These daytime soaps are the perfect blend of beautiful people, intensely physical scenes and the lyrical drama of the Spanish language in all its romantic splendor.

Telenovelas are more than just drama, for a lot of kids these shows were a source of fashion and style growing up.

credit Instagram @telenovelasfans

But Telenovelas aren’t necessarily just about love and lust, they’re a source of trends of both beauty and fashion. There’s a reason why the cliché about Latina women being glamorous at all costs, is alive and well —it’s a major unspoken theme in just about every piece of Latin-American pop culture. 

There are so many things these shows teach us about makeup. There’s always a protagonist —who might be a little passive and a goody-two-shoes. There’s the evil antagonist —probably a bat-shit crazy evil lady. And then there’s the love interest —a wildly good-looking human, who most of the time happens to be a millionaire; and they all have their own, unique makeup looks that set them apart. The greatest thing about all of them though is that these dramatic characters weren’t just people we watched on the show, for most of us Latinx growing up watching them, they served as our first source of fashion and beauty inspiration. They all had their signature looks and you’d be lying if you said you were never inspired by Mia Colucci’s pink-hued glittery glam or Belinda’s masterful Silvana Del Valle and her signature red hair and pigtails.

So, are you a good girl, with a protagonist-worthy glow and perfectly coiffed hair? Or a bold, red-lipped bad girl? No matter who you want to channel today, Telenovelas have looks for everyone. So we went ahead and rounded up our favorite Telenovela glam looks that you can recreate in 2019 and will look just as fire now as they did way back then:

1. Mia Colucci from Rebelde

credit Instagram @miacoluccistar

The rich and popular but very spoiled Mia Colucci aka. Mexican Regina George, was a style icon for every Telenovela-watching teen in the early 00s. We chose her makeup because it’s very simple, dewy and glowy, basically the original Glossier no-makeup makeup look. Recreate the shimmery pink eye shadow look with Lime Crime’s iridescent Diamond Dew shadow in Rose Goals.  Go crazy with your highlighter and blush, we recommend Fenty Beauty’s Killawatt highlighter in Wattabrat for a pink shimmer or in Lightning Dust/Fire for a more pearlescent finish.  Finish off the look with a pink lipgloss, we’d go for the most iconic pink gloss of 2019, Nars’ Orgasm.

2. The queen of evil herself; Rubí

credit Instagram @rubisincera

Of course, we had to include the baddest of them all, the original gold-digger Rubí. This bombshell’s glam is nothing short of iconique. The bouncy hair, the full lips, and perfectly delineated eyebrows…swoon. We were almost more obsessed with her than we were with heartthrob Sebastian Rulli who played galán de galanes, Héctor Ferrer. The beautiful anti-hero’s makeup look was just as trendy in 2004 as it is now in 2019 —fifteen years later! The red lip, wispy lashes, dark brows, and perfect complexion are every beauty vloggers’ dream. So to do it yourself we say, you can’t go wrong with the classic Ruby Woo lippy for that crimson-red Rubí pout (it does carry our heroine’s name after all). Sculpt your brows with cult favorite Anastasia Beverly Hills’ Dip Brow Pomade. And obviously go crazy with the falsies —blow-out strongly encouraged.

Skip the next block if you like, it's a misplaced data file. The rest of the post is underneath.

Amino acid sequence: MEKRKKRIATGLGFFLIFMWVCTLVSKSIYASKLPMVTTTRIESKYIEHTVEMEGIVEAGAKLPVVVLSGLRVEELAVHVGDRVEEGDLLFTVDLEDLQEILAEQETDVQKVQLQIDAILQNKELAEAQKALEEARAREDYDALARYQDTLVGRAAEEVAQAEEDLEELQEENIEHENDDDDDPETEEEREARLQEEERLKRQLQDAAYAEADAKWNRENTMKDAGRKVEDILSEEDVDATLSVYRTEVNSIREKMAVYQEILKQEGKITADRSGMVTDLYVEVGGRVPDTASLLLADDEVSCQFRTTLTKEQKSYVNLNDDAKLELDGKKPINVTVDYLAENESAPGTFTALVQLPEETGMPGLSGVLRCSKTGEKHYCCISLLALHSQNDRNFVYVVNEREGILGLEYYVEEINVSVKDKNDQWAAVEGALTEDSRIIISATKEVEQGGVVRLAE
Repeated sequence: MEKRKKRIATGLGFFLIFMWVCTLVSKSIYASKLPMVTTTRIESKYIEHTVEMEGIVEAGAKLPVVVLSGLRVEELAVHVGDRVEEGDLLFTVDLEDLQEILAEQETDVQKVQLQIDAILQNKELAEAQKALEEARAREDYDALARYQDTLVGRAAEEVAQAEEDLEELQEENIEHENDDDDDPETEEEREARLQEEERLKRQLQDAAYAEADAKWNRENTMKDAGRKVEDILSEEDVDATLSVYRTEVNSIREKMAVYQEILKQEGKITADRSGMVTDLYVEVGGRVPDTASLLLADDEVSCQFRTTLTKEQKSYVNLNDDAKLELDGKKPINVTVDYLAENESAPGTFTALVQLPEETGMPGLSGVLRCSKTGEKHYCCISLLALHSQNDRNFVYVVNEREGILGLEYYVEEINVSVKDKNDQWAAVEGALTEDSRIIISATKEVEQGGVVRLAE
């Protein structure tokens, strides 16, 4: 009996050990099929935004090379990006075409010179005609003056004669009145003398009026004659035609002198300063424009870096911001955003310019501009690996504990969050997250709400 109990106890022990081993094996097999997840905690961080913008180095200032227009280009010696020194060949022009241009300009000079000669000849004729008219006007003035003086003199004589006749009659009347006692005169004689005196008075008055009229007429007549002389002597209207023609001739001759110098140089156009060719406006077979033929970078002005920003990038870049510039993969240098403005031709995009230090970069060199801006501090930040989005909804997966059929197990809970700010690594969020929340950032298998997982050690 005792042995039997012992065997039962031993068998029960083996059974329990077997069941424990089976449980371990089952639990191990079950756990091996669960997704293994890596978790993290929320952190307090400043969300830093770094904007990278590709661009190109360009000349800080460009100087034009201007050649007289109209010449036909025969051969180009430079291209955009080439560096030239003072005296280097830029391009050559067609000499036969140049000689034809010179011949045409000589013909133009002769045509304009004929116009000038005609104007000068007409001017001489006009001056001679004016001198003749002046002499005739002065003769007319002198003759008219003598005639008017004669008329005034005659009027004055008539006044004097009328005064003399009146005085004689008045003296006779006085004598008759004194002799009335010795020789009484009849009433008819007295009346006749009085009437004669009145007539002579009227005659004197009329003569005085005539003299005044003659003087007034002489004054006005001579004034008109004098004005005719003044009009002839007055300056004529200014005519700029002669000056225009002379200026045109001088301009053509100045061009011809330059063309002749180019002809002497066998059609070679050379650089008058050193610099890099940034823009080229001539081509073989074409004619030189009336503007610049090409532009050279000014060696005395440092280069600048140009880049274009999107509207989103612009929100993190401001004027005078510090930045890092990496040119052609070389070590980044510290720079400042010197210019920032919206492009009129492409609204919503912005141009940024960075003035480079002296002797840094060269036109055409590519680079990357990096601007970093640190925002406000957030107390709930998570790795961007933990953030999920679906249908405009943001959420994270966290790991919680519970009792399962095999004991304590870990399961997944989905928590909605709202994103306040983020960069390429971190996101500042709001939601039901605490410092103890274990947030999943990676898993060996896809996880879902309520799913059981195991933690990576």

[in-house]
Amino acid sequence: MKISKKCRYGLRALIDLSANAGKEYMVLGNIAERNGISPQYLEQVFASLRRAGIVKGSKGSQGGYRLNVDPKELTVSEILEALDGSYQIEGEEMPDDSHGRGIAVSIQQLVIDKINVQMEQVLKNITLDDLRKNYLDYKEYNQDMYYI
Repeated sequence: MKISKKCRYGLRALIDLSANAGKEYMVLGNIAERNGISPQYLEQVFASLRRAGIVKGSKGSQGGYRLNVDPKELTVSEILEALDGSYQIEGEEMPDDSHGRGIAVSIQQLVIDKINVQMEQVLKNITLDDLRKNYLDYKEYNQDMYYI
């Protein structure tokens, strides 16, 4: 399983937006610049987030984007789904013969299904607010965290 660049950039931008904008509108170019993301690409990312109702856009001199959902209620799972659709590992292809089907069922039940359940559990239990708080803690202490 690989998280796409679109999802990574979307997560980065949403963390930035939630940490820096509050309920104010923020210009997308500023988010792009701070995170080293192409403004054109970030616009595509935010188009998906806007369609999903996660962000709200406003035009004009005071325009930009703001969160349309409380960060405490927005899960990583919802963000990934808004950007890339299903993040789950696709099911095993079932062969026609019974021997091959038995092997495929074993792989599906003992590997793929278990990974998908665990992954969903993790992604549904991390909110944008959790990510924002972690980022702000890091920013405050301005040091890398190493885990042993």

3. Marimar – Costeñita soy, con mis abuelos crecí yo.

credit Instagram @Diosathalia

Marimar was the story of a poor girl who lived by the ocean with her grandparents. She was sun-kissed, her hair had the perfect beachy waves, she was basically a beautiful Latina mermaid and we stan. Yes, granted, her makeup didn’t require much production —this character might’ve been the very precursor of the beachy-makeup trend way back in 1994. To get her mermaid-worthy hair, a Surf Styling Cream which adds texture and gives you that salt-water wavy finish would do wonders. Add a dark, copper-hued bronzer to ace the beach girl tan. And for the lips? Choose a matte, velvety lipstick to get the classic 90s nude lip, may we suggest Urban Decay’s Vice lipstick in the shade fuel? You won’t regret it.

4.  Jade from ‘El Clon’

Jade was every Latinx kid’s favorite middle-eastern beauty growing up, her and fellow gem-stone babe Jasmine, but we’re not focusing on Disney here. The Brazilian Telenovela ‘El Clon’ had all the best elements of the genre, love triangles, twins separated at birth, evil villains, lots of eyeliner, genetic experiments —nope, not kidding— and it all took place in the beautiful land of Morocco, needless to say, there was a lot of kohl involved. We loved the over-the-top styling, and even more over-the-top makeup looks on Jade. 

Trying to recreate her signature eyeliner might be complicated, to say the least. But with a lot of patience and a few Q-tips, we’re sure you’ll get there. Give it a go with a highly-pigmented and super precise pencil, Le Crayon Khôl eyeliner from Lancôme, might be your best ally to achieve a similar shape to the one Jade wore most of the time. For the rest of the look, she always wore natural tones, so add a dark brown eyeshadow on your lids and finish off with a matte nude lipstick of your choice. 

5. Soraya Montenegro from María la del Barrio

Credit Instagram @balmorepadilla06

“¿Qué haces besando a la lisiada?” has turned into the meme of an entire generation. Naturally, whenever there’s a conversation about Telenovelasevil mistress Soraya Montenegro simply must be involved. There will never be a more iconic villain than the woman who bitch-slapped an innocent girl in a wheelchair and murdered the sweet old lady who took care of la lisiada.